Only a week after giving birth to twins, a girl and a boy, in July of 2008, Annette Cole’s world was turned upside down. Something was wrong with her baby boy, Trevor Clemons. In his first couple weeks of life he was lethargic, irritable and couldn’t keep any food down. She was overwhelmed with fear as doctors delivered the difficult news.
The diagnosis felt as unreal as the name of the disease sounded: maple syrup urine disease (MSUD).
“We couldn’t believe it,” said Cole. “When we first found out about the disease, we had never heard of it before. We didn’t know what to expect. We didn’t know anything.”
MSUD is a rare genetic disorder. Babies with MSUD are missing an enzyme needed to process three amino acids that are essential for the body’s normal growth. MSUD, aptly named because it causes urine to smell like maple syrup, affects only about 1 in 185,000 babies.
“Maple syrup urine disease shows up quickly after birth,” said Dr. Patrick Healey, chief of transplantation at Seattle Children’s. “One of the most important nutrients needed is protein because it plays a crucial role in a child’s growth and function. Children with MSUD have a problem breaking down certain proteins and amino acids, which causes toxicity to build up in the body and affects a child’s developing brain. If not detected and treated early on in life, the disorder can be life-threatening and can cause mental and physical disabilities.”
Trevor spent the first few years of his life in and out of hospitals, first in Atlanta, but after multiple complications the family decided to seek care from a specialist in Pittsburgh. Unfortunately, Trevor didn’t respond well to the traditional dietary treatments. As a next step, doctors in Pittsburgh recommended a liver transplant and he was added to the transplant list.
“Most families who have children with MSUD will face the question of whether or not to transplant at some point,” said Healey. “Generally, the disease is not life-threatening if it’s able to be managed with dietary restrictions, but a transplant can help to improve a child’s quality of life.”
Once Trevor was listed for transplant, the wait for a new liver began. The family waited, and waited. Almost four years went by and they never got a call.
Going the distance for care
After the long wait, the family decided to look for other options. They called Seattle Children’s Hospital.
“I’d go to the end of the earth to find the best treatment for my son,” said Cole.
Seattle Children’s transplant doctors are among the most experienced pediatric liver transplant surgeons in the U.S. and are global leaders in improving care for children before, during and after transplant.
“We chose Seattle Children’s for a lot of reasons,” said Cole. “We wanted a center that had experience with MSUD, that was willing and able to do the surgery and had good outcomes. Seattle checked all those boxes, but it wasn’t until we came to Washington and met the team in person that we were sold and knew this would be the place Trevor would get a liver. We felt as if our son wasn’t just a number or statistic. We felt important and as if we were in the right place.”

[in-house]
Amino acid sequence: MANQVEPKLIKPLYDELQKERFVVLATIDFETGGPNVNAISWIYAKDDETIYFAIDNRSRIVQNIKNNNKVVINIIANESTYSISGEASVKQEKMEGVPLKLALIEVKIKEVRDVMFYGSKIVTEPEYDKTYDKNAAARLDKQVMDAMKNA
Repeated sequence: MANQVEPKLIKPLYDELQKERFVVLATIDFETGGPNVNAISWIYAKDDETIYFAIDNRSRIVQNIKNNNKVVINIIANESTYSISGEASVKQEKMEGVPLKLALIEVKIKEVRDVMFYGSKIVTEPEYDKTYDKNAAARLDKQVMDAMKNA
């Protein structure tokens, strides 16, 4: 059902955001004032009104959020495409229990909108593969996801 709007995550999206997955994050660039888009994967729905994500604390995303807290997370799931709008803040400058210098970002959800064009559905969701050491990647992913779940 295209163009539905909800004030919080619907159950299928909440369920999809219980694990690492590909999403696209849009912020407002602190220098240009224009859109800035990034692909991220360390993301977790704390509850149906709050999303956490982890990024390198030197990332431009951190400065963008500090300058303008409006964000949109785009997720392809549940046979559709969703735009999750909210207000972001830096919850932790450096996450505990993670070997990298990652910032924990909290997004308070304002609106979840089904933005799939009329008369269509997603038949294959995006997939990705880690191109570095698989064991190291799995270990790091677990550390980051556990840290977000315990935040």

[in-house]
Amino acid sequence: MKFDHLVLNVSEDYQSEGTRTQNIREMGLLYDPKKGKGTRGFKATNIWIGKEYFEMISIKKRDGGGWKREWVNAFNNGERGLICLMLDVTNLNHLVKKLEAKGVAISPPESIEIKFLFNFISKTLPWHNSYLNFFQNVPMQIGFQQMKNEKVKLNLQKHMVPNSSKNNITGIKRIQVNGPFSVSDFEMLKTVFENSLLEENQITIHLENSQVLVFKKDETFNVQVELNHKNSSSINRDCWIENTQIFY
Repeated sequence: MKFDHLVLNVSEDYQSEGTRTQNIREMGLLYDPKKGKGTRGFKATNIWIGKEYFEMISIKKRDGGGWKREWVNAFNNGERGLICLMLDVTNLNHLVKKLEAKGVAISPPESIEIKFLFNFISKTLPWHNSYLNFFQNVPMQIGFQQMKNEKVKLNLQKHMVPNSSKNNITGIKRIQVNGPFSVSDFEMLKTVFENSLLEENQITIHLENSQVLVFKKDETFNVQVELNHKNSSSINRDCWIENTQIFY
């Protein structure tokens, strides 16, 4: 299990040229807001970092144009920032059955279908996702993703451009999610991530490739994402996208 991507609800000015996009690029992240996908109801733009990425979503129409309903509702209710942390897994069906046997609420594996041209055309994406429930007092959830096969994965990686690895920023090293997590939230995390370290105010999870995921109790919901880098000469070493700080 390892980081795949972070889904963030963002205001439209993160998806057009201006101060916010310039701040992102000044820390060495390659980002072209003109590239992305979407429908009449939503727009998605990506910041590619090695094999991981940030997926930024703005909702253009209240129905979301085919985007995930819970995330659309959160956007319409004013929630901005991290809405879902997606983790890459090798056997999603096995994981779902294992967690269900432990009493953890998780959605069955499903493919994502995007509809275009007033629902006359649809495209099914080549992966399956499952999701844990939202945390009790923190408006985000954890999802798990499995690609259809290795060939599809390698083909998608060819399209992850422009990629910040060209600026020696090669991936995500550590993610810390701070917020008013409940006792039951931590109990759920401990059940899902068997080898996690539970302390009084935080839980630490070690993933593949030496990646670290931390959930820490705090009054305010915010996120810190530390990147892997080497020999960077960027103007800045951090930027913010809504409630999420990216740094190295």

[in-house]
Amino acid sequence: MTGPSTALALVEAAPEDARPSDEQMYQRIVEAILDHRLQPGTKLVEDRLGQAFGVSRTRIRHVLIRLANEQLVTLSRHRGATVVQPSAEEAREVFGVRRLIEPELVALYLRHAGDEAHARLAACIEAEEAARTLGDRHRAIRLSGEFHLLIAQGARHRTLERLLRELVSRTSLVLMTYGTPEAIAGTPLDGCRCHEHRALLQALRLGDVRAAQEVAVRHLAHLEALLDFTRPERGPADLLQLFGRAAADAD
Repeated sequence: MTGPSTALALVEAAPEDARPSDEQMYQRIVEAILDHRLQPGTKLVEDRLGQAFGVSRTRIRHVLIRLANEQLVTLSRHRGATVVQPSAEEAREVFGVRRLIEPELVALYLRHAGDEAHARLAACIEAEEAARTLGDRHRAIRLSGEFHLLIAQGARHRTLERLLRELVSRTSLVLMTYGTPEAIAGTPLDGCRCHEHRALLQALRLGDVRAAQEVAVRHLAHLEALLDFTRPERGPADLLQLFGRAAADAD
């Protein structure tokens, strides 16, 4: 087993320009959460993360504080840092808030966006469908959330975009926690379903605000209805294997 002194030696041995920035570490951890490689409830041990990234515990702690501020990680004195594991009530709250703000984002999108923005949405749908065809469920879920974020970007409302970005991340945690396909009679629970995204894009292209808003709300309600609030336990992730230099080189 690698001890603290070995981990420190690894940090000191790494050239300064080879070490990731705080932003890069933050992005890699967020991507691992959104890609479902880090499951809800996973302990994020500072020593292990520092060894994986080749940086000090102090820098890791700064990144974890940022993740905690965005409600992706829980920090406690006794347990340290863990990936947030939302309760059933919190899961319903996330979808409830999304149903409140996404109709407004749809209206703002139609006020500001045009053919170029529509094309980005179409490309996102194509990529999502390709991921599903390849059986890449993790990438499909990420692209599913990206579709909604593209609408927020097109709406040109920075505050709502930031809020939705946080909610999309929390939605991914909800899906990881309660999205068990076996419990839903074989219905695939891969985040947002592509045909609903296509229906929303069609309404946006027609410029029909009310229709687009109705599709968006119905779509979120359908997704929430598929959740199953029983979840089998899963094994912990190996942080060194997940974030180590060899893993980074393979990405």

Outcomes of patients who receive liver transplants at Seattle Children’s are among the best in the nation, and the transplant program is one of six centers in the country to offer transplantation for children with MSUD.
“Seattle Children’s liver transplant program has an international reputation,” said Healey. “Children in need of transplants should go to a center with multidisciplinary expertise in metabolic conditions and solid clinical outcomes. We have both. We have a team that’s skilled in not only performing the transplant, but also in taking care of the patient after the procedure and getting them back to their life.”
New liver, new life
Two months after getting on the transplant list, Cole received the call she and her family had been waiting for: doctors had a liver for Trevor.
“When we first got the call it was scary, exciting and surreal,” said Cole. “It was everything! After waiting for so long we didn’t know if it would ever happen. And then it did.”
On Thanksgiving Day 2015, Trevor went into surgery and came out with a new liver – a gift his family will always be thankful for.
They are also thankful to Healey for being so attentive throughout the process.
“Dr. Healey was so great,” said Cole. “At 4 a.m. in the morning on Thanksgiving Day, he came out and shook my hand after the transplant. He said it was a success and everything went great. After a couple hours, Dr. Healey came back to check-in. He showed how much he cared about us and Trevor. He’s a great man. He’s a gift to children’s medicine.”
Trevor stayed inpatient for a couple weeks to recover after the transplant, but everything went smoothly.
“After the transplant it was like a fog had been lifted,” said Cole. “He was a whole new Trevor – new and improved.”
Enjoying the flavors of life
Today, Trevor is 7 years old. He’s developmentally delayed due to the disease, but he enjoys swimming, dancing and playing with trucks and cars. Because of the liver transplant, he can now enjoy food without any restrictions. He enjoys trying new flavors and loves ravioli, fish, pasta and candy.
“It’s incredibly rewarding to see kids go from being sick to being able to return to normal life, grow up and be themselves,” said Healey. “It’s why we do what we do. Trevor can now go to school and eat a normal lunch just like anyone else.”
In looking back on Trevor’s journey, Cole is forever grateful to the donor who changed her son’s life. She also has some words of advice for other families with children who have MSUD.
“My advice to other families is to never give up,” said Cole. “Never lose hope and you can come out the other side.”